My gelding could have been the poster horse for No Thrush. When I purchased him in April of 2011 I had no idea that I was also buying the worst case of thrush I had encountered in almost 40 years of horse ownership. He also had the worst case of thrush that two farriers AND two vets had seen in their entire careers. The thrush had eaten his frog and was working hard on destroying his digital cushion in all four hooves. All of the experts agreed that my gelding would never be sound and that the best thing to do was euthanize him.
I was not willing to give up.
We had big plans for that horse!
I tried almost every thrush product on the market and many homemade remedies that are not on the market. I battled that thrush for SEVEN long months. There would be slight improvement, then he would be back to being lame. Picking his hooves became dangerous because his hooves were so sore. I learned that he was Insulin Resistant and that IR horses are prone to thrush. I changed his diet but the thrush continued. I was losing hope.
Then one day I saw another boarder poofing some stuff on her gelding’s hooves. I asked her what it was and she told me it was this great stuff called “No Thrush.” I had seen the stuff somewhere online and had considered trying it, but didn’t because I had already spent HUNDREDS of dollars on other thrush remedies that did not work. She told me that if I ordered No Thrush and if I did not like it, she would buy whatever I had left in the bottle for what I paid for the full bottle. She would even reimburse me for shipping. I felt like I could not lose, so I ordered a bottle that night.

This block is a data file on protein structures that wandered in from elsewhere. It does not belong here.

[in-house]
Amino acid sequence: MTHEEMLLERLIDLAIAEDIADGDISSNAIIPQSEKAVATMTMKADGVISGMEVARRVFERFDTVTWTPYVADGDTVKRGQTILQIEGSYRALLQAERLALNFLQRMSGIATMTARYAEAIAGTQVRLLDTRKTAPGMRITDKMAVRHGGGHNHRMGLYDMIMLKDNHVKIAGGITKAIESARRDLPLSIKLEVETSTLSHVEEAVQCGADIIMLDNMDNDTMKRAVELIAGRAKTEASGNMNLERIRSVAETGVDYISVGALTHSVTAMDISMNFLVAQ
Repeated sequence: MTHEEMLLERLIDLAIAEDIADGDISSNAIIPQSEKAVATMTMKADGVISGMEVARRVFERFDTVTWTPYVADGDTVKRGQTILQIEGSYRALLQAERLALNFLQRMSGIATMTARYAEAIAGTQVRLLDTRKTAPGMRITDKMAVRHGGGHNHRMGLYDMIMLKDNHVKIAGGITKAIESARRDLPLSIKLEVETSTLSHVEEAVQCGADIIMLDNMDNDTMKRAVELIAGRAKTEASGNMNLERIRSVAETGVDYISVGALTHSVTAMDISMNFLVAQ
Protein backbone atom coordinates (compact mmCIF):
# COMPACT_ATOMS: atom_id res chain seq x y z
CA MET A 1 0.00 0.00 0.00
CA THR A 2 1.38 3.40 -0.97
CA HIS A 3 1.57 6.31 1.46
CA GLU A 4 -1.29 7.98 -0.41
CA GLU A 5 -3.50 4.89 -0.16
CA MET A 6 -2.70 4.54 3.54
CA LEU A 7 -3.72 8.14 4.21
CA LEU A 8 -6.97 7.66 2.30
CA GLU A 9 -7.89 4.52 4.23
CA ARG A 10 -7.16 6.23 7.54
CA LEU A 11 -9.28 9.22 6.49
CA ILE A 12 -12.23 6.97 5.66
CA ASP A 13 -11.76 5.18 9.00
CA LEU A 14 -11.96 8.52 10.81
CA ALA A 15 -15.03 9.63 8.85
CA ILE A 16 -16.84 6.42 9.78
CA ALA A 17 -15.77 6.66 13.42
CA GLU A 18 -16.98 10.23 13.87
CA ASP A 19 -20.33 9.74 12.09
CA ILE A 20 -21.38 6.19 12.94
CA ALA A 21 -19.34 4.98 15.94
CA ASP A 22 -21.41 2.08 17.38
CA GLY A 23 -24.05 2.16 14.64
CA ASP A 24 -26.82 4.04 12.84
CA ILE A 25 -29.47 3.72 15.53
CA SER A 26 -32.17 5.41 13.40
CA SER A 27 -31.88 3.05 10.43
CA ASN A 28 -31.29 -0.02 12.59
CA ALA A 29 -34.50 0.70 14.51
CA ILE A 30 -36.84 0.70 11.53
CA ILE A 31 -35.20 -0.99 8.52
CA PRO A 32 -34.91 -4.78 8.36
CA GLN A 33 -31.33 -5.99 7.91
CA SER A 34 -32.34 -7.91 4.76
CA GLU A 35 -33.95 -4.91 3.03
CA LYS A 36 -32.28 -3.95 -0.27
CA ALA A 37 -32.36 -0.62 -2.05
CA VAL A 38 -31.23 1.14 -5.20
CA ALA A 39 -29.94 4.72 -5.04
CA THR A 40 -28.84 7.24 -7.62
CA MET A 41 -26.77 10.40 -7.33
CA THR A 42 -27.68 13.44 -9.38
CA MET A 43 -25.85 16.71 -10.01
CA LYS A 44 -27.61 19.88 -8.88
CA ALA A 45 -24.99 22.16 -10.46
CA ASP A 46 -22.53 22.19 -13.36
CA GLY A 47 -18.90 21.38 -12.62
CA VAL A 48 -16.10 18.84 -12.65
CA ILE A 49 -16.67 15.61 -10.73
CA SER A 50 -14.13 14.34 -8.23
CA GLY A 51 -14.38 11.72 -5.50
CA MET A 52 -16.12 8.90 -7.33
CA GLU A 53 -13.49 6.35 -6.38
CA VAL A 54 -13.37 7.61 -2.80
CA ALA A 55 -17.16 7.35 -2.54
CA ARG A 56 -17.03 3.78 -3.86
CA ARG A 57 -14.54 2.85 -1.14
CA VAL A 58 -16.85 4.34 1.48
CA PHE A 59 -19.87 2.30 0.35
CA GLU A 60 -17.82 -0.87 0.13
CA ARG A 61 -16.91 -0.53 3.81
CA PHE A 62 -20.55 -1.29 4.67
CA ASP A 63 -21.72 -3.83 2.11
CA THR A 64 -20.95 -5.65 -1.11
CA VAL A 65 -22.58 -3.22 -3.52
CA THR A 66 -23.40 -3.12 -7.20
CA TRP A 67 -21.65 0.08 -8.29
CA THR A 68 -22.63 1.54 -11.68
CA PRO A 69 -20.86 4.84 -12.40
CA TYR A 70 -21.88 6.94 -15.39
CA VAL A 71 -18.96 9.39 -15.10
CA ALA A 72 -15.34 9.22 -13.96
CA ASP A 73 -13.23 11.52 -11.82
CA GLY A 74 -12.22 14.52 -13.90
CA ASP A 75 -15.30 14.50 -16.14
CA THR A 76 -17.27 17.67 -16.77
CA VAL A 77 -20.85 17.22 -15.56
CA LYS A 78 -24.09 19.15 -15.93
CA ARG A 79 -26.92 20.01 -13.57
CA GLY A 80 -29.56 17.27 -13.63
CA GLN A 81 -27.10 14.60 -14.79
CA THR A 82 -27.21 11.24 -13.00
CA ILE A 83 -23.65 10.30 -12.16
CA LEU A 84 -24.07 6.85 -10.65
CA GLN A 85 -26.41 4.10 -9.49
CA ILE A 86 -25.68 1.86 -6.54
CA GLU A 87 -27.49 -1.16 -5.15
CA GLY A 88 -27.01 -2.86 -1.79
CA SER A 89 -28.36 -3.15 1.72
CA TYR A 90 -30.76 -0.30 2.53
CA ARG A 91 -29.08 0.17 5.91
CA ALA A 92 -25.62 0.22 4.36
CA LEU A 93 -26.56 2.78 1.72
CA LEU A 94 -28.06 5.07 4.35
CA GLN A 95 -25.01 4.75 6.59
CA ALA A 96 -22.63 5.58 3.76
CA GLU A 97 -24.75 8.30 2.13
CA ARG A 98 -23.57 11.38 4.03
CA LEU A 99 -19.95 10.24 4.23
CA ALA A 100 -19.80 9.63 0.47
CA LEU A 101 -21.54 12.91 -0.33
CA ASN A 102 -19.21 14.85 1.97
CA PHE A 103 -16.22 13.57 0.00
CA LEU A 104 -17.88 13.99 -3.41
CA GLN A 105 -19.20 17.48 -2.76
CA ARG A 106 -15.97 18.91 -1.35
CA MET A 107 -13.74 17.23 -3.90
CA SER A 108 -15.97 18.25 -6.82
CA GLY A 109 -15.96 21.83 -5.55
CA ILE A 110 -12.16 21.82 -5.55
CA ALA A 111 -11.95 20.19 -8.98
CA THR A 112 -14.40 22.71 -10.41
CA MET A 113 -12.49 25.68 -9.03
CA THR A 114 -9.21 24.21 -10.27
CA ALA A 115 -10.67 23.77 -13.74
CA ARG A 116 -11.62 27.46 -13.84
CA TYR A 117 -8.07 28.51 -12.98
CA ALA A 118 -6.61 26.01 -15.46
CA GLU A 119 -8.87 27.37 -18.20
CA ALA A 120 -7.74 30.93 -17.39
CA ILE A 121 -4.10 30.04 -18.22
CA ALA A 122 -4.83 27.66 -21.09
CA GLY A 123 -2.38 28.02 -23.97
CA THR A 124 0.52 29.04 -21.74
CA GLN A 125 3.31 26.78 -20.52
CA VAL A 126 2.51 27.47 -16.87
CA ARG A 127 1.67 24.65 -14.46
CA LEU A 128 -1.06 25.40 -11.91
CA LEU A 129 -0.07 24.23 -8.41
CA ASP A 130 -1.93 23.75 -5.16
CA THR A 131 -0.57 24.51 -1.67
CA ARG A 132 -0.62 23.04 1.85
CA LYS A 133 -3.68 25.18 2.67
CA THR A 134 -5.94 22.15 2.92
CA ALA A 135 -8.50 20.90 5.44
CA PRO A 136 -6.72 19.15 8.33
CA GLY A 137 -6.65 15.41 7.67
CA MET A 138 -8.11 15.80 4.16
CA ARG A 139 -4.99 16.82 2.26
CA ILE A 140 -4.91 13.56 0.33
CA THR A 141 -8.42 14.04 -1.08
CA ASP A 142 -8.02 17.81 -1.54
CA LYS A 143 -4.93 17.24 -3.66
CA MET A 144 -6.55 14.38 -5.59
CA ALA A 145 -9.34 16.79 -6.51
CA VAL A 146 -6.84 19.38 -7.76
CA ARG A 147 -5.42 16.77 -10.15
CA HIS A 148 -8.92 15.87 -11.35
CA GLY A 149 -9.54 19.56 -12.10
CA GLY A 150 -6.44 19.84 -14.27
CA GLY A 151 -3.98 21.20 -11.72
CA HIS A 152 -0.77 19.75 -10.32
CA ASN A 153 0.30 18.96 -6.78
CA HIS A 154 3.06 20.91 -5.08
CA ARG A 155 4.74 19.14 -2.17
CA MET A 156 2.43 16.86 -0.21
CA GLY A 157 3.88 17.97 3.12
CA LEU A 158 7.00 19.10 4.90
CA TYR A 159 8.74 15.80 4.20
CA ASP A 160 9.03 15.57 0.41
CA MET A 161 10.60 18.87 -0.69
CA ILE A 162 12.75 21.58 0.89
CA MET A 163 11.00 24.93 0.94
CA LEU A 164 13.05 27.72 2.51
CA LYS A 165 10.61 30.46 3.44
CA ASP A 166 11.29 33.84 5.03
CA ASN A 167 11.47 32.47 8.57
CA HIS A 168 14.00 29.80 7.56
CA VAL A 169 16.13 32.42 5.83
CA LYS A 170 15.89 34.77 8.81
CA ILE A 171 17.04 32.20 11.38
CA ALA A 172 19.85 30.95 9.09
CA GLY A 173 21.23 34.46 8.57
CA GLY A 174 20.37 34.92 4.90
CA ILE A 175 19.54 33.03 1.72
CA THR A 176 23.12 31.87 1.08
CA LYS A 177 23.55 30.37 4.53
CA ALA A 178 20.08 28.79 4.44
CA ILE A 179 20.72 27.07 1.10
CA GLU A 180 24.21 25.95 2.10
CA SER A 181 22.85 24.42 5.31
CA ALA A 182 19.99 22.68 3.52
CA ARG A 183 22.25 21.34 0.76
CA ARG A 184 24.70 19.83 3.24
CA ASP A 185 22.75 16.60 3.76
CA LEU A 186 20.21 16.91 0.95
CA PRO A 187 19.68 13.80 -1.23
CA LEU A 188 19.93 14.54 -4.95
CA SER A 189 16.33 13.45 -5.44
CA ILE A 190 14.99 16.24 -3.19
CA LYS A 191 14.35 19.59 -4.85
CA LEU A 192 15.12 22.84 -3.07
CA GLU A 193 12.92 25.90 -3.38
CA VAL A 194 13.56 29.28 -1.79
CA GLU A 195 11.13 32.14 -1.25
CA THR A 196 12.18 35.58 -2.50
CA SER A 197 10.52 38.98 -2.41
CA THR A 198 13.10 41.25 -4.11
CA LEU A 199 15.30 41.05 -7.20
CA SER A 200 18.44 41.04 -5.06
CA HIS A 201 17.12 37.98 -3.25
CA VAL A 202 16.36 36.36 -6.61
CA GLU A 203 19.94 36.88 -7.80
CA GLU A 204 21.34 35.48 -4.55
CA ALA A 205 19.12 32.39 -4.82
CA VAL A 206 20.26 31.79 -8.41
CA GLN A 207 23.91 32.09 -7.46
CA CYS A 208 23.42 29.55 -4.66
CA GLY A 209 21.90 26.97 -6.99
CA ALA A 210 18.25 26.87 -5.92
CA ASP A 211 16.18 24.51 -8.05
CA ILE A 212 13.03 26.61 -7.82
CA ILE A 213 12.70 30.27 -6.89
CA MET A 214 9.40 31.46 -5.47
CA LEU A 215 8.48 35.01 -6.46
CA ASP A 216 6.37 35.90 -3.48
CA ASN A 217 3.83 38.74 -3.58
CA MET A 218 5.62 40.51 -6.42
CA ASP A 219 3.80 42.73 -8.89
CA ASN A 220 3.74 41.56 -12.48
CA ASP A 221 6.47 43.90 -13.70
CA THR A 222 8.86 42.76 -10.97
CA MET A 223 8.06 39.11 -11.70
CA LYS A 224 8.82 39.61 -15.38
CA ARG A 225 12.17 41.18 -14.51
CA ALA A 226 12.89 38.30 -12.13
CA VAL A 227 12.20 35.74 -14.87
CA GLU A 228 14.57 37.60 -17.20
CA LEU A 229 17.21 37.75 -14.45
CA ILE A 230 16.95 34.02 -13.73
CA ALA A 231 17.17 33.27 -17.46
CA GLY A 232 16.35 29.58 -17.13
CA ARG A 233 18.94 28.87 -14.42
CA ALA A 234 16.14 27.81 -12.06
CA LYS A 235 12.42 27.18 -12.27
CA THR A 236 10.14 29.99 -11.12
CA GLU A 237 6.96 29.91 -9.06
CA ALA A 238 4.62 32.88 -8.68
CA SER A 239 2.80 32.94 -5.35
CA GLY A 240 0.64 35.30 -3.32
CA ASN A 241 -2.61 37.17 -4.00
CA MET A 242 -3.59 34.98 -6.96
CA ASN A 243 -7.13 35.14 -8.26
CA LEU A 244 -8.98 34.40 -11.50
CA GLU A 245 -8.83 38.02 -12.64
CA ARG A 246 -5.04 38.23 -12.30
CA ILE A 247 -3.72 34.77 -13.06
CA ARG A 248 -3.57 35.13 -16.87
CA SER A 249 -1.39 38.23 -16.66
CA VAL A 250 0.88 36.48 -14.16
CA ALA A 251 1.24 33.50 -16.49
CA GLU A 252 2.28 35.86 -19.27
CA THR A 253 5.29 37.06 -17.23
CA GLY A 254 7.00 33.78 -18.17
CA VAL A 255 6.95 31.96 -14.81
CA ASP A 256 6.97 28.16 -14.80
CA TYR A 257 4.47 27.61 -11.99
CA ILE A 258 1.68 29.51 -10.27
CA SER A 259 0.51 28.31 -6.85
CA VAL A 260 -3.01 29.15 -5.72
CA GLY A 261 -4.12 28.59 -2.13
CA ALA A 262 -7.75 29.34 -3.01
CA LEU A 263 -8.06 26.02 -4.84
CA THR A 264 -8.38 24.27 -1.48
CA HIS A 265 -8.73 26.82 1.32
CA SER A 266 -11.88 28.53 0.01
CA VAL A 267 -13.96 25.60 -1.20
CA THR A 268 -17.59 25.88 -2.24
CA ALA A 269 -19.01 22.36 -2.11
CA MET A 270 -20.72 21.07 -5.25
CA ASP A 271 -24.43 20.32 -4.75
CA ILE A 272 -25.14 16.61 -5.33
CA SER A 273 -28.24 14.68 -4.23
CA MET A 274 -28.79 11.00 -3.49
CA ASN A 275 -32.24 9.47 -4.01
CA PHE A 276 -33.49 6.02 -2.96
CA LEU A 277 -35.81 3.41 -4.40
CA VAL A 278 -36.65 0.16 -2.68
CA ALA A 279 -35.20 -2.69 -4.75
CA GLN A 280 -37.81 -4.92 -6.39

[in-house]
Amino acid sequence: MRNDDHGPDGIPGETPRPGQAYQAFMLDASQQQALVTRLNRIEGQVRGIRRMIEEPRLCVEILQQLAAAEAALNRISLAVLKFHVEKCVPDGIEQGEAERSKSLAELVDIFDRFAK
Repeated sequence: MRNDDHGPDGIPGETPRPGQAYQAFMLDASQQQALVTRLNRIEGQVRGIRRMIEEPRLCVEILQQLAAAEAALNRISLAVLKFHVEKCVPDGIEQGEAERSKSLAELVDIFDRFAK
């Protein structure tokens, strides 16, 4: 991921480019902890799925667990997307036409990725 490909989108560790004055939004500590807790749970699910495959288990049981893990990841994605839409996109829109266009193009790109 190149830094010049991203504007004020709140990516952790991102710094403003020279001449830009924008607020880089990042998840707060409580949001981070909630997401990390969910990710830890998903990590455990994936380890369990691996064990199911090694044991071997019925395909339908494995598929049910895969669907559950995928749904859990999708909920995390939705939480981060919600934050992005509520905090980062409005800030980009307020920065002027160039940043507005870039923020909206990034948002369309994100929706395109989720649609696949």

I received my first bottle of No Thrush and really put it to the test the very first day. It was pouring down rain and my gelding was standing fetlock deep in yucky mud. I poofed his hooves like the video showed and left convinced that I had just wasted my time and money.
The next day I thought differently. I picked his hooves and immediately noticed that his hooves did not smell foul. He did not seem so tender when I scraped the mud out of his hooves. Intrigued, I re-poofed his hooves that day. And the next day. And for the next couple of months. His frogs grew back. His lameness went away.
Excited, I booted him with Renegade hoof boots and started riding him. I started training him. I started competing him. I did several endurance rides and also some competitive trail rides. I did parades and obstacle competitions. I trail rode him thousands of miles over the next couple of years in seventeen different states. He won his very first ECTRA competitive trail ride! He became the Number Six NATRC (Novice Division) horse east of the Mississippi River! He became the Number Ten ACTHA (Pleasure Division) horse in the whole state of Alabama!
And he did it without a single lame step.
Unfortunately, my gelding’s story stopped last summer. About four months ago he had a bizarre colic episode and had to be euthanized.
About a month after his death I acquired a little rescue mare. I did not know that she had a locked up sacrum when I got her. The chiropractors have done what she can and she is sound, but the little mare still has muscle spasms in her lower back and hip area. They say there is nothing they can do for the spasms. They say that the mare will likely be a pasture ornament for the rest of her life. They say that she will always have the spasms.